The Ottawa art community is mourning Blair Sharpe. The painter and educator died on Monday in the Bruyere hospice after a battle with acute myeloid leukemia.
The Ottawa School of Art, where Sharpe taught for some 40 years, expressed condolences in a Facebook post.
“The staff, students, and instructors at the Ottawa School of Art were devastated to hear of the passing of Blair Sharpe this morning. Blair was an integral part of the school. In 1974 he began teaching drawing and painting at the Ottawa School of Art (then the Ottawa Municipal Art Centre) where he taught for over 40 years. In 2011 he was awarded an Honorary Diploma in Fine Arts by the graduating class of the Ottawa School of Art. In 2014, the OSA recognized him for 40 years of excellence in art education.”
Sharpe had been battling ill health since 2015 when he was diagnosed with a condition known as pulmonary fibrosis (lung scarring). The scarring stemmed from a rare condition called hypersensitivity pneumonitis, according to an article posted on the website ottawagiftoflife.ca by Sharpe and his wife Brenda Sharpe.
He was not given much time to live without a double lung transplant which he received in 2017.
At the time of his pulmonary fibrosis diagnosis, his trademark humour was on view.
“I always thought art was a matter of life and death. This kind of proves it,” he told CTV news in an interview.
The double lung transplant limited his ability to work and he stopped teaching at the OSA.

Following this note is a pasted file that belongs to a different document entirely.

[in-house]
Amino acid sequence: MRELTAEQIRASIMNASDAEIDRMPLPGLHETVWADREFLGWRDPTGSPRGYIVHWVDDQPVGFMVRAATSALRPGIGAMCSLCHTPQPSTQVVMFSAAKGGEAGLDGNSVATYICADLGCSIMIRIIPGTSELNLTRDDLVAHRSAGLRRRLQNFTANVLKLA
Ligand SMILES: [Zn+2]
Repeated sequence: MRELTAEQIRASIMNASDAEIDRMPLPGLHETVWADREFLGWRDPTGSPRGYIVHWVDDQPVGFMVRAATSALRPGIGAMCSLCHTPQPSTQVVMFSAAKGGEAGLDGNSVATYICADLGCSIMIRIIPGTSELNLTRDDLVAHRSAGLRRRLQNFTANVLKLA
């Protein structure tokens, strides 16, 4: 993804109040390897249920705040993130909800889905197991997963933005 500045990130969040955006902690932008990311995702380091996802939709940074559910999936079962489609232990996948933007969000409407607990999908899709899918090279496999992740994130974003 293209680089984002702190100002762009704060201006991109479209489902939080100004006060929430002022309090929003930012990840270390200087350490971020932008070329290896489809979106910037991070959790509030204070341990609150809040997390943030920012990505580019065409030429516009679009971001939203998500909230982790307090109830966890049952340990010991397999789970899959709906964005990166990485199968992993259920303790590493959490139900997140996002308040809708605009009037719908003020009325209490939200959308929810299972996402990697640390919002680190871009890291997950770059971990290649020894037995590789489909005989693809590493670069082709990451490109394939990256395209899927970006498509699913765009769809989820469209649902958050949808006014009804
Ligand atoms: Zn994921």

Sharpe was born in Montréal in 1954. He lived across Canada and overseas before arriving in Ottawa in 1973.
He pursued a career as a visual artist and after his arrival in Ottawa he studied with local artists Richard Gorman (1935–2010) and James Boyd (1928–2002).
Over his career, Sharpe exhibited widely, with numerous solo shows in Ottawa and Toronto, as well as group exhibitions across Canada and abroad. In 1989, he was featured in a mid-career retrospective at the Ottawa Art Gallery, in the Arts Court building.
According to his biography, Sharpe’s work was “rooted in the rigorous traditions of formal abstract painting while maintaining a strong affinity to nature and natural process. His most recent works, the extended On Some Faraway Beach series, focus on the physical and formal attributes of composition while simultaneously engaging the spaces, edges and boundaries of the the known and unknown. These imaginary ‘beachscapes’ provide an excellent opportunity for reflection, contemplation and escape.”
His work is included in public, private and corporate collections. His public commissions include the mural Ouananiche at the Jack Purcell Community Centre and River’s Invitation at the Smyth Transitway Station in Ottawa.
As a teacher of adults and children, Sharpe also worked with the city of Ottawa, Gloucester High School, the Carleton Board of Education and the Glebe Community Centre.